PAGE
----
How to simulate natural light for photography

Photo By Lightbridge CRLS using CRLS

Natural light may be beautiful (and free), but, sadly, it doesn’t care about our schedules. No matter how much you plead for the sun to stay, that golden hour is golden going, going - gone! But that doesn’t mean you have to pack up your kit and bide your time.

There are myriad creative methods of simulating various forms of sunlight for natural light photography - sans sun. With the right gear and technique, you don’t have to wait around for perfect natural moments to fall into your lap… you can create them whenever you want.

In this article, we explore 10 of the best ways to synthesise sunlight for photography, producing natural aesthetics with tools that are anything but.

1.    Understand the “quality” of natural light

Although not necessarily true when used creatively, artificial light is typically categorised as hard or harsh light. There are a few reasons for this:

  • The sources of artificial light are much smaller and produce concentrated beams. 
  • These powerful beams create stark contrast and dense shadows with sharp outlines.
  • Artificial light is positioned close to your subject, limiting diffusion.

Natural light, on the other hand, with its large, distant source, is often celebrated for its soft qualities and producing a more nuanced play of shadows. The exception to this rule is direct sunlight when the sun reaches full intensity at noon.

2.    Coordinate colour temperature with direction

As the sun wheels through the daytime sky, light waves interact with varying densities of atmospheric particles, producing different hues, otherwise known as colour temperature.

When the sun is quite high in the sky, its electromagnetic waves travel through the Earth’s atmosphere head-on. At this point, the interaction between particulate matter and light waves is minimal, and thus, the light is a cooler shade when it reaches us.

By contrast, when the sun is lower in the sky, lightwaves must pass through the Earth’s atmosphere at an angle - a much longer journey. During this diagonal slog through our atmosphere, significantly more interactions with particulate matter take place, heavily modifying the light. When it reaches us, it has a warmer shade, going through yellow, orange, and sometimes even red phases the closer to the horizon it gets.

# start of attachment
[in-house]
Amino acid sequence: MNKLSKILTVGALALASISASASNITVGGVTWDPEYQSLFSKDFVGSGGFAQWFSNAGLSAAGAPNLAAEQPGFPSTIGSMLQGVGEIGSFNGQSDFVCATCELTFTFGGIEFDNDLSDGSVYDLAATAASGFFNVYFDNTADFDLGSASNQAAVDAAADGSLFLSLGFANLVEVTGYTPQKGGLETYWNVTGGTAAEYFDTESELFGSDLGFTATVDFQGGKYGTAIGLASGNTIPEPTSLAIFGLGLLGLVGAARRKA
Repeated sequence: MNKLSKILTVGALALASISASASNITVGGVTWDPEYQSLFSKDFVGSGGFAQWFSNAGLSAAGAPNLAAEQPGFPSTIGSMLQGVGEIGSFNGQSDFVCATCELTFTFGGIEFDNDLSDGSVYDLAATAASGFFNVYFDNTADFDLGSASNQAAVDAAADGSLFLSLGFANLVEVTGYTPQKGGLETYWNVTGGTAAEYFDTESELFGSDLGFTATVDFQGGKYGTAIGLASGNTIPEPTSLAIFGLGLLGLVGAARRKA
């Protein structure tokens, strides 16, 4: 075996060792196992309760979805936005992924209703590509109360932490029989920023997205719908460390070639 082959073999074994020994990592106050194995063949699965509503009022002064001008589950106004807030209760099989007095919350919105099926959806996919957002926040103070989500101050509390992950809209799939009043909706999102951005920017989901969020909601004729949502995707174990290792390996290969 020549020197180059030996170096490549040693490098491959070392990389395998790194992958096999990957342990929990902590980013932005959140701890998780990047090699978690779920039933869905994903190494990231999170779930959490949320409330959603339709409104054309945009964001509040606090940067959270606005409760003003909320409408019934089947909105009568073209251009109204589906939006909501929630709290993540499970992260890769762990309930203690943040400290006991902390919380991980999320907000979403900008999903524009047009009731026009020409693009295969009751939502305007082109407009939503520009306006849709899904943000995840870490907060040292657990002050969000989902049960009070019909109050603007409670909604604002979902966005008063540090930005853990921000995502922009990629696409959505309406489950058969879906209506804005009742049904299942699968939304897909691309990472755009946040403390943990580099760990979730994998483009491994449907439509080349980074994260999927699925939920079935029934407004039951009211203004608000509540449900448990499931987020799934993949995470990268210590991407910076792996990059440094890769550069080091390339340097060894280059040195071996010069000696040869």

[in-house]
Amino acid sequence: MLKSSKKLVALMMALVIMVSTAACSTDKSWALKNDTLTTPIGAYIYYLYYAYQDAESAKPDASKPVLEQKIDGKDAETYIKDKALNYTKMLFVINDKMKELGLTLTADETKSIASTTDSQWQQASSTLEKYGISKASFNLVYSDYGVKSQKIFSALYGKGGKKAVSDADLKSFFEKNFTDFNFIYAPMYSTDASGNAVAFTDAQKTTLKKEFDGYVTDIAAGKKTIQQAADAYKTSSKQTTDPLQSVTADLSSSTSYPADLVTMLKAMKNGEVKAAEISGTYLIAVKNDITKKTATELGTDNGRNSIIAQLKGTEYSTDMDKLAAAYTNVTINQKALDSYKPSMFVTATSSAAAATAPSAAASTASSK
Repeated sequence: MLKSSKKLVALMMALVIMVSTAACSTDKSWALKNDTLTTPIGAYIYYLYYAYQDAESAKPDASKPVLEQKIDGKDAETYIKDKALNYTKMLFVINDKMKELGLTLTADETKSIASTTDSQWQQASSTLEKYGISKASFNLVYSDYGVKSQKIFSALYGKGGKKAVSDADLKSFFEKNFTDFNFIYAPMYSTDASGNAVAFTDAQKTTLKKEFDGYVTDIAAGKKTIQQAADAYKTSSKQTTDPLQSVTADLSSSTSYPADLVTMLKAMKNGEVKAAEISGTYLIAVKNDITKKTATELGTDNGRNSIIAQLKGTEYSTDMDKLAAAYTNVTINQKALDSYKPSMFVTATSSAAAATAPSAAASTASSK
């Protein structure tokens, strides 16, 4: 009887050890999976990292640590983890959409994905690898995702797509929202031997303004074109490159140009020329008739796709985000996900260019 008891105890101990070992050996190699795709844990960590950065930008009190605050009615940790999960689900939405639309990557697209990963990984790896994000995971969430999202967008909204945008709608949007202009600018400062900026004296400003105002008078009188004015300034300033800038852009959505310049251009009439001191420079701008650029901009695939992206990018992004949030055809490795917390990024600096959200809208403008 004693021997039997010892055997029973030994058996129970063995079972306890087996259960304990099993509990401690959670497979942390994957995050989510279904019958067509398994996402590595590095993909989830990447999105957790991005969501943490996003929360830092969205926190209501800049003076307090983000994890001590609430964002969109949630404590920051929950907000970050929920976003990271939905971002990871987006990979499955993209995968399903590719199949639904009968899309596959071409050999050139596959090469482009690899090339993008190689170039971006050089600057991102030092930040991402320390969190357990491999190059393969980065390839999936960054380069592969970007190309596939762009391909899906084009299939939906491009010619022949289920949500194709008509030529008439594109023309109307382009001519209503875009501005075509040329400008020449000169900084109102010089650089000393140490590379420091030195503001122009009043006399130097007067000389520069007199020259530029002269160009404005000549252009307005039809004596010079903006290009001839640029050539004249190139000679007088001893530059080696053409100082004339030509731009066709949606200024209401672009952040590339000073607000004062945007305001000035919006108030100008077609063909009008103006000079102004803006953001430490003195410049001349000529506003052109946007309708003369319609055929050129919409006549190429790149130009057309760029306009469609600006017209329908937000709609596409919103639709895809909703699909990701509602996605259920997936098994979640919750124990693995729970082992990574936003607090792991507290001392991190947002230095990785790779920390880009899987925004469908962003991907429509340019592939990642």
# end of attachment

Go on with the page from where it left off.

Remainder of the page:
With this in mind, truly believable natural light photography using only electric lights requires the coordination of colour temperature and the direction of your lighting.

3.    Light your subject at an angle

Using a flash head isn't the best choice when you want to mimic natural light. If you illuminate your subjects directly with a flash, it erases shadows entirely, which can flatten the scene. Without shadows, there's no contrast or depth, which removes the natural sense of dimension in the photograph.

Natural light hits objects at interesting angles, creating an intriguing theatre of shadows that brings the subject to life. Shadows are the sun’s signature, so if you’re hoping to forge it passably, how and where shadows fall should be a key consideration.

Try lighting your subjects from an angle, observing the difference it makes to the shadows. For portraits, some photographers set up two lights (often strobe lights) at roughly 45-degree angles and position them on either side of the camera.

It may seem counterintuitive to add another light when trying to soften things up, but they keep one another in check, removing singular directionality and ensuring a balanced and mildly diffuse aesthetic.

Nanlux Lighting Setup
4.    Using the right photography lighting

High-quality artificial photography lighting sources such as HMI (Hydrargyrum Medium-Arc Iodide) and LED (Light-Emitting Diode) lights are commonly used to replicate the qualities of natural daylight.

HMI lights are favoured for their ability to produce a colour temperature close to daylight, typically around 5600 Kelvin. They emit a powerful, flicker-free light that closely resembles the quality of sunlight, making them ideal for simulating natural daylight conditions in both indoor and outdoor settings. Additionally, HMIs offer excellent colour rendering properties, ensuring that the colours in the photograph appear natural and true to life.

LED lights have also become popular choices for daylight simulation in photography due to their energy efficiency, versatility, and controllability. LED panels can be adjusted to various colour temperatures, allowing photographers to match the colour temperature of daylight precisely. Additionally, LED lights offer the advantage of being dimmable and portable, making them well-suited for on-location shoots or situations where space and power may be limited.

5.    Diffusing the light

Sunlight undergoes a continual diffusion process, with clouds and other atmospheric particles spreading the electromagnetic waves out as they journey to Earth. This results in the soft, low-contrast effect so typical of natural light.

You can mimic this process by placing a light diffuser in front of your artificial light source.

Different textiles have different diffusive properties, so it pays to experiment with a few and see which you prefer for each shoot:

  • Paper: Some like to use sheets of kitchen roll, as it’s affordable and can be layered to increase the rate of diffusion. However, it's best not to rely on such delicate material, particularly if you’ll be travelling with your kit between home, studios, and shoot locations.
  • Cotton bedsheet: Bedsheets are another cost-effective solution for basic diffusion, and they’re much sturdier than paper. Due to the size options available, they're great for diffusing larger light sources - or multiple smaller light sources simultaneously.
  • Muslin: Muslin is another hard-wearing and portable choice for diffusion. We like muslin for the evenness of the glow it produces. It’s also affordable, easily layered up, and can serve multiple purposes in a studio setting.
  • Silk: Silk diffusers are another popular option. The sheen of the material adds a natural warmth to artificial light and can liven up skin tones with a subtle glow - similar to the effect of early morning sun through a window.

White silk has stronger diffusive properties than black, so it pays to be discerning when choosing.